PHILADELPHIA — For an author who cut her teeth writing romance novels, Lisa Gardner’s thrillers aren’t very girlie.
But men still won’t pick up her bestsellers.
"I’m still predominantly women," she said recently by phone from Mississippi, where she was book-signing her latest chart-topper, Love You More.
"It is difficult to get men to pick up a female author. Women will read men, but men won’t read women. (Suspense author) Joseph Finder (Killer Instinct) did a really nice review of Love You More in which he kind of flat-out said, for all you guys out there who don’t think you can read a woman writer, read this book, give it a chance, you’ll like it."
Inspired in her writing by Erle Stanley Gardner (no relation; Gardner is not her real name), Robert B. Parker, Lee Child, and Elmore Leonard ("I swear the guy says more in three words than the rest of us can in an entire novel"), Gardner believes in lean prose.
"I don’t like a lot of introspection," she said. "I like action. Clever dialogue — at least that’s my goal at the time. Procedure. ... I like some angst in my characters, but they’re thrillers. People want things to happen."
And with Love You More, her 14th suspense novel and fifth in the Detective D.D. Warren series — the fourth, Live to Tell, is just out in paperback — Gardner is getting some of the best reviews of her career.
"I think people really respond to Love You More because it has a theme that’s universal," she said of the tale of a murder and a missing child. "It gets to you. Everyone out there who’s a parent reads this book and responds — and it’s a fun book. Live to Tell, is tougher, it talks about a bunch of kids you can’t really help so it’s a little harder to read. Love You More is more the parental fantasy.
"I think if you’re a mom or dad and you’ve just heard on the nightly news about a child abduction or some terrible thing that’s happened, you can’t help but lay there in the middle of the night thinking, ‘Well, if someone touched my kid, this is what I would do.’ And [state trooper] Tessa Leone is a mom who also happens to be trained in firearms and hand-to-hand combat. ... They will be sorry they messed with her kid."
Gardner grew up in Oregon, came east to go to the University of Pennsylvania, where she majored in international relations, and graduated to become a management consultant.
She started writing romance novels under the pseudonym Alicia Scott, later switched to suspense novels and became successful enough to quit the day job. For the past two decades she’s lived in New England, where her books are based.
As to why she gave up romance for rape and murder, Gardner said, "I’ve always been fascinated by darker humor and emotions, and I would say the transition into suspense really was the evolution of that. I became more intrigued by the psychology of crime. What is the nature of evil? And because it’s depressing if you think of that alone, you have to think of the psychology of the people who fight crime.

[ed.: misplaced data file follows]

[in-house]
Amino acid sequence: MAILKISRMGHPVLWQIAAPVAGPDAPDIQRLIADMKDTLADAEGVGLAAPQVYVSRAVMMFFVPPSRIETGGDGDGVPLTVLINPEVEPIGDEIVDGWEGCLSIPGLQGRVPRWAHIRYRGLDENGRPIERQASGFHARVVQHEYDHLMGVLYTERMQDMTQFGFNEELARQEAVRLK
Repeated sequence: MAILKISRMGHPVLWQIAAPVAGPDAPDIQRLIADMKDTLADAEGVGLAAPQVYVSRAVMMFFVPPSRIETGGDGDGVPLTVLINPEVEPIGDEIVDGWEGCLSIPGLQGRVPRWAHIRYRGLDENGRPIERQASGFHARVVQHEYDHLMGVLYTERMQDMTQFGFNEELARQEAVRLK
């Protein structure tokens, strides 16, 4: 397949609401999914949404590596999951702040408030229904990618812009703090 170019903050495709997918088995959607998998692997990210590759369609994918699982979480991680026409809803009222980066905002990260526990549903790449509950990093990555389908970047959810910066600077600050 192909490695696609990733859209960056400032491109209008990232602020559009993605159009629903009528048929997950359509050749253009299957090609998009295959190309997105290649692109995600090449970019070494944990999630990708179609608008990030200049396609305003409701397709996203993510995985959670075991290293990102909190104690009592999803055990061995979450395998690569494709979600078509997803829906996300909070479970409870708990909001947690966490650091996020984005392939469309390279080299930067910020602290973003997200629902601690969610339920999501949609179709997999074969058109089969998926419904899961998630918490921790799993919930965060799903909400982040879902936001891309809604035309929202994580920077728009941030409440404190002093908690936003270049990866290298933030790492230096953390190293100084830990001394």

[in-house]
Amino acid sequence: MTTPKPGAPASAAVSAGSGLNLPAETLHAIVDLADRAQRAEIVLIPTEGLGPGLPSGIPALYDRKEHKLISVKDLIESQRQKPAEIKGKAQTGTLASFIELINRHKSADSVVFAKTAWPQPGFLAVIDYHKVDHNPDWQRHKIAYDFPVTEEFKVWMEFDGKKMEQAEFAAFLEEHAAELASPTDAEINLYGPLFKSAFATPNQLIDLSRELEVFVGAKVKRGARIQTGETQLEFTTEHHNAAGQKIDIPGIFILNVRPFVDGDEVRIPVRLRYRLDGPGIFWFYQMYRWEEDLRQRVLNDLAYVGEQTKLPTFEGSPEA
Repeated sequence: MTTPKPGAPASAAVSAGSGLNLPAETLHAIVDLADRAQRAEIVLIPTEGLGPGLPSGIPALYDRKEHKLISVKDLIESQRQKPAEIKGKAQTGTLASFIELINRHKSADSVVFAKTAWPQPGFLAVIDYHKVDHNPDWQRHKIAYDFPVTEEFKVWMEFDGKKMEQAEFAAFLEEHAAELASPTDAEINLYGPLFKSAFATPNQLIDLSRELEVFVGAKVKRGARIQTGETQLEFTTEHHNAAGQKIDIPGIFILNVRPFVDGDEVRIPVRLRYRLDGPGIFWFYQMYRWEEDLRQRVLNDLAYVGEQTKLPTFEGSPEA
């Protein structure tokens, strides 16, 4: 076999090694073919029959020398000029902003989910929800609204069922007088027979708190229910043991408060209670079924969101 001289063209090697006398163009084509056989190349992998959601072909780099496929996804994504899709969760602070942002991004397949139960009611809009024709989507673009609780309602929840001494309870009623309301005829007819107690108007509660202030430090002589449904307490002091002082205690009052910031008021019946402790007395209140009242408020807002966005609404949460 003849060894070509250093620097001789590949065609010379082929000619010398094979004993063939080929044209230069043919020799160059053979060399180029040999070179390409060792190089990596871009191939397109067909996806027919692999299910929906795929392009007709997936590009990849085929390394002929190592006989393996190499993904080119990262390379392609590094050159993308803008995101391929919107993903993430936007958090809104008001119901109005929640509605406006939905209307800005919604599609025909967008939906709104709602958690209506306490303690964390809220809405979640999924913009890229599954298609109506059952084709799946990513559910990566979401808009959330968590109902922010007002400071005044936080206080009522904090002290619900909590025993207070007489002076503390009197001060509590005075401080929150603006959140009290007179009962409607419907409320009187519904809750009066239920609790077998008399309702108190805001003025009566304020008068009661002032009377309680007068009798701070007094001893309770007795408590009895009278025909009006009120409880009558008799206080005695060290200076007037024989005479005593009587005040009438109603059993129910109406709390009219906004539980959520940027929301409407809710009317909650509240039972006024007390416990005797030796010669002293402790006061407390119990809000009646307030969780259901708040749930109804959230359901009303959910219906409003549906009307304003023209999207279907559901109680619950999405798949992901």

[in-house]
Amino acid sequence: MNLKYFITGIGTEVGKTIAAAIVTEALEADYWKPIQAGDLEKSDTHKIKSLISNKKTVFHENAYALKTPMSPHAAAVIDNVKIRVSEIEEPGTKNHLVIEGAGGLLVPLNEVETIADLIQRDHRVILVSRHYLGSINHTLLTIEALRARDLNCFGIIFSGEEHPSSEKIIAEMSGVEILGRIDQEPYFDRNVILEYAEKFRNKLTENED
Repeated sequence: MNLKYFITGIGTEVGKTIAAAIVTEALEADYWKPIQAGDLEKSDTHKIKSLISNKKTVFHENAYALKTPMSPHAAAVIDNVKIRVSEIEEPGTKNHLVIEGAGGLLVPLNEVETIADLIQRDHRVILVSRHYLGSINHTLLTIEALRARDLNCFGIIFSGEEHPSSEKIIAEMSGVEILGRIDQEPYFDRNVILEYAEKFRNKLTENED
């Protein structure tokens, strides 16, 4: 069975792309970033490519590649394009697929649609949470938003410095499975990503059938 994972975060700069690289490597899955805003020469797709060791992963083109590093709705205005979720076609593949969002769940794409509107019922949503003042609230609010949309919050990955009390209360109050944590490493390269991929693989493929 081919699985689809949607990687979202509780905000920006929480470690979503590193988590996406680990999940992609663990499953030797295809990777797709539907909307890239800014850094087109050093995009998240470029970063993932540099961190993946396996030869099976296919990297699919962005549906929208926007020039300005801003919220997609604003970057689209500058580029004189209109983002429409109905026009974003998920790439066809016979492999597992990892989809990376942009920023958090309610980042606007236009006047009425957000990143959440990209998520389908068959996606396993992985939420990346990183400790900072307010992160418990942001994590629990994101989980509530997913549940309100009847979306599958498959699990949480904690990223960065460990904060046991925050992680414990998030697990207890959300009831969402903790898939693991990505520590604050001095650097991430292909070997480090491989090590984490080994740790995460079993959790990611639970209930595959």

"It’s kind of the yin and yang that fascinate me. That for all the evil men do, there are also people who work obnoxiously long hours and sacrifice their personal lives because it is a calling — if they don’t keep our streets safe, if they aren’t there to advocate for and save beaten women and children and murder victims, who will?
"Postapocalyptic novels tell you that in the future there is some great war. I would tell you that most cops say that it’s going on right now."
Gardner writes one book per year, typically spending three months on research, six months writing, and three more months rewriting. "I can only write one book at a time," she said, "because I am developing the plot as I write.
"I do have a child, so I have mom’s hours. I write Monday to Friday, pretty much 9 to 3.
"The most fun for me," she said, "is that I do love the research. I don’t have a background in any aspect of crime or law enforcement. All I’ve really ever done is write since I was 17, so I don’t know anything about anything. For me to do a novel, I have to talk to people who know things. And what keeps me in suspense is that I am a crime aficionado.
"I am fascinated by forensics. I am fascinated by the criminal justice system. For Love You More I got two days to go to the Body Farm (a famous anthropological facility at the University of Tennessee), and I don’t know what normal 40-year-old women want, but that has been a lifetime dream of mine. ... They granted me permission last year, and I pretty much crafted a book around the idea that I was finally getting to go. I loved it. The research that’s being done there, the bone collection, Death’s Acre, the facial reconstruction they do — I could have spent weeks there and been quite happy with myself."
Gardner’s research for Love You More also brought about another realization.
"I realized that in 20 years of writing I’d never interviewed a uniformed officer," she said. "I knew what homicide detectives and FBI agents did, but I didn’t really know what your uniformed cop does. So I made outreaches there, I got to do a drive-along with a female police officer and I learned that I do not have the temperament to be a cop at all. I was strung out all eight hours. I have the imagination for every dark alley, and the less that happened, the more strung out I became."
But the research gave Gardner new insight into what it’s like to be a policewoman.
"I had this notion that if you’re a female cop," she said, "your problem would be in the locker room, getting respect from your fellow cops, being a woman in a man’s world and struggling to have guys take you seriously, but that wasn’t the case. In fact, they do very well interacting with men; the problems are the women. Other women in uniform can be very tricky, and when you do a traffic stop, it’s the soccer mom who’s going to give you [grief]."